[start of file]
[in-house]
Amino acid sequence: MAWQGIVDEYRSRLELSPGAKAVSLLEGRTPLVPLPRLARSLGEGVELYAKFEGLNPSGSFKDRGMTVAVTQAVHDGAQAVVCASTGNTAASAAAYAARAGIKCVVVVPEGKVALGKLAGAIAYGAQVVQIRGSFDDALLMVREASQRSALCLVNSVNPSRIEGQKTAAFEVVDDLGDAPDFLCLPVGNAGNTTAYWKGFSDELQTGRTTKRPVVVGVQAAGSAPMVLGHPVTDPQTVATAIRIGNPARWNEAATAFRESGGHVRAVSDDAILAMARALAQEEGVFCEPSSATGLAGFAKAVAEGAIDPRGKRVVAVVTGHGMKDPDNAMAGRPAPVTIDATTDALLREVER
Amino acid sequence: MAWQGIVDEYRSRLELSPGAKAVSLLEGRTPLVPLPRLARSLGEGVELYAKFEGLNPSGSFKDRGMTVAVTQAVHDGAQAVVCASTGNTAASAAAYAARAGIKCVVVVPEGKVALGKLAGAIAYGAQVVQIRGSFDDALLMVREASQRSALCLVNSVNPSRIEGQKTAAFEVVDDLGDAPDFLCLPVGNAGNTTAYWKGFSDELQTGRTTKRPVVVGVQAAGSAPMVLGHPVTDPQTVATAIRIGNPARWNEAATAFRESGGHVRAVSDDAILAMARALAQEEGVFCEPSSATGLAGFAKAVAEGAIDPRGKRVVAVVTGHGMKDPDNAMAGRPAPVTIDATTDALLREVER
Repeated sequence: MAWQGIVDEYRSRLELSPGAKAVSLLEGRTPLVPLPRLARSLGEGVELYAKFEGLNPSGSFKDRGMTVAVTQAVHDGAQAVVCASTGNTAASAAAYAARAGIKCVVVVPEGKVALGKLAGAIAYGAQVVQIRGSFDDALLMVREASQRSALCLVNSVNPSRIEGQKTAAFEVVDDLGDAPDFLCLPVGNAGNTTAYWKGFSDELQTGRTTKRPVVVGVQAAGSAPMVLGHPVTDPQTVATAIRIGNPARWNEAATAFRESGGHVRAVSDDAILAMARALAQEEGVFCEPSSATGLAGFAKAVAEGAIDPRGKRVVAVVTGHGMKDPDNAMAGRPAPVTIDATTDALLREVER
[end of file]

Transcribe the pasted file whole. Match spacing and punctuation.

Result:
[in-house]
Amino acid sequence: MAWQGIVDEYRSRLELSPGAKAVSLLEGRTPLVPLPRLARSLGEGVELYAKFEGLNPSGSFKDRGMTVAVTQAVHDGAQAVVCASTGNTAASAAAYAARAGIKCVVVVPEGKVALGKLAGAIAYGAQVVQIRGSFDDALLMVREASQRSALCLVNSVNPSRIEGQKTAAFEVVDDLGDAPDFLCLPVGNAGNTTAYWKGFSDELQTGRTTKRPVVVGVQAAGSAPMVLGHPVTDPQTVATAIRIGNPARWNEAATAFRESGGHVRAVSDDAILAMARALAQEEGVFCEPSSATGLAGFAKAVAEGAIDPRGKRVVAVVTGHGMKDPDNAMAGRPAPVTIDATTDALLREVER
Amino acid sequence: MAWQGIVDEYRSRLELSPGAKAVSLLEGRTPLVPLPRLARSLGEGVELYAKFEGLNPSGSFKDRGMTVAVTQAVHDGAQAVVCASTGNTAASAAAYAARAGIKCVVVVPEGKVALGKLAGAIAYGAQVVQIRGSFDDALLMVREASQRSALCLVNSVNPSRIEGQKTAAFEVVDDLGDAPDFLCLPVGNAGNTTAYWKGFSDELQTGRTTKRPVVVGVQAAGSAPMVLGHPVTDPQTVATAIRIGNPARWNEAATAFRESGGHVRAVSDDAILAMARALAQEEGVFCEPSSATGLAGFAKAVAEGAIDPRGKRVVAVVTGHGMKDPDNAMAGRPAPVTIDATTDALLREVER
Repeated sequence: MAWQGIVDEYRSRLELSPGAKAVSLLEGRTPLVPLPRLARSLGEGVELYAKFEGLNPSGSFKDRGMTVAVTQAVHDGAQAVVCASTGNTAASAAAYAARAGIKCVVVVPEGKVALGKLAGAIAYGAQVVQIRGSFDDALLMVREASQRSALCLVNSVNPSRIEGQKTAAFEVVDDLGDAPDFLCLPVGNAGNTTAYWKGFSDELQTGRTTKRPVVVGVQAAGSAPMVLGHPVTDPQTVATAIRIGNPARWNEAATAFRESGGHVRAVSDDAILAMARALAQEEGVFCEPSSATGLAGFAKAVAEGAIDPRGKRVVAVVTGHGMKDPDNAMAGRPAPVTIDATTDALLREVER